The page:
George Washington Papers

To George Washington from Patrick Henry, 29 March 1777

From Patrick Henry

Wmsburgh [Va.] march 29th 1777


I am very sorry to inform you that the recruitting Business of late goes on so badly, that there remains but little prospect of filling the six new Battalions from this State voted by the Assembly. the Board of Council see this with great Concern; and after much Reflection on the Subject, are of Opinion, that the Deficiency in our Regulars, can no Way be supply’d so properly, as by inlisting Volunteers. There is Reason to beleive, a considerable Number of these may be got to serve six or eight Months. But as you were pleased to Signify to Me, that great Inconveniences had arisen by the Admission of transient Troops at the Camp, the Board do not chuse to adopt the Scheme of Volunteers, until we are favor’d with your Sentiments on the Subject. I beleive you can receive no assistance by Draughts from the Militia. From the Battalions of the Commonwealth, none can be drawn as yet, because they are not half full.

The Volunteers will consist of men cheifly from the upper parts of the Country & who would make the best of Soldiers could they continue so long in the Service, as to be regularly disciplined. They will find their own Arms, clothes & Blankets, & be comanded by Captains & Subalterns of their own chusing. The Feild Officers, to be chosen by the others. They will be Subject to the continental Articles of War, & I beleive will be as respectable, as such a Corps can be expected without training.

I cannot speak with any Certainty as to their Numbers. In a very little Time seven companys were made up in Augusta. In the other County’s no great progress was made, because Goverment stopt it on being informed that it was a prejudice to the regular Inlistment. But on the Failure of this, the other may be revived I beleive with Success.

Virginia will find some Apology with you for this Deficiency in her Quota of Regulars, when the Difficultys lately thrown in our Way are considered. The Georgians & Carolinians have inlisted, probably two Battalions, at least. A Regiment of Artillery is in great Forwardness.1 Besides these, Colos. Baylor & Grayson are collecting Regimts, & three others are forming for this State. Add to all this our Indian Wars & marine Service, almost total Want of Necessarys; The false Accounts of Deserters, many of whom lurk here; The Terrors of the small pox, & the many Deaths occasion’d by it, and the Deficient Inlistments are accounted for in the best Manner I can.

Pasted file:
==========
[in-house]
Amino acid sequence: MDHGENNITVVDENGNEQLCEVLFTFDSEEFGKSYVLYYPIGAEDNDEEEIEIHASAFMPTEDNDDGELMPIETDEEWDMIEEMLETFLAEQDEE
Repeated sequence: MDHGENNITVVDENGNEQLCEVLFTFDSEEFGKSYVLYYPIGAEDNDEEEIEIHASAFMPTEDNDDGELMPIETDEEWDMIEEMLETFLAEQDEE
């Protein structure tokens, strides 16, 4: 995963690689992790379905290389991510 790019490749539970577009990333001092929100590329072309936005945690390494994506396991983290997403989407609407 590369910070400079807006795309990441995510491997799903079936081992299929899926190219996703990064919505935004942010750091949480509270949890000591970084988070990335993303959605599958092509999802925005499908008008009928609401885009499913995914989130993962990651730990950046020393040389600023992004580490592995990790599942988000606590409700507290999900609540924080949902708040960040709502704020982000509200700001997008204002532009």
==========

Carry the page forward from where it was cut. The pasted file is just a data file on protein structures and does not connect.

As no Time can be spared, I wish to be honord with your Answer soon as possible, in order to promote the Volunteer scheme, if it meets your Approbation. I should be glad of any Improvement on it that may occur to you. I beleive about four of the six Battalions may be inlisted, but have seen no regular Return of their State. Their scatter’d Situation, & being many of them in broken Quotas, is a Reason for their slow Movement. I have issued repeated Orders for their March long since. With Sentiments of the highest esteem & Regard, I have the Honor to be Sir Yr mo. obt & very humble servant

In Council

P. Henry Jr


1Henry is referring to Col. Charles Harrison’s 1st Continental Artillery Regiment.

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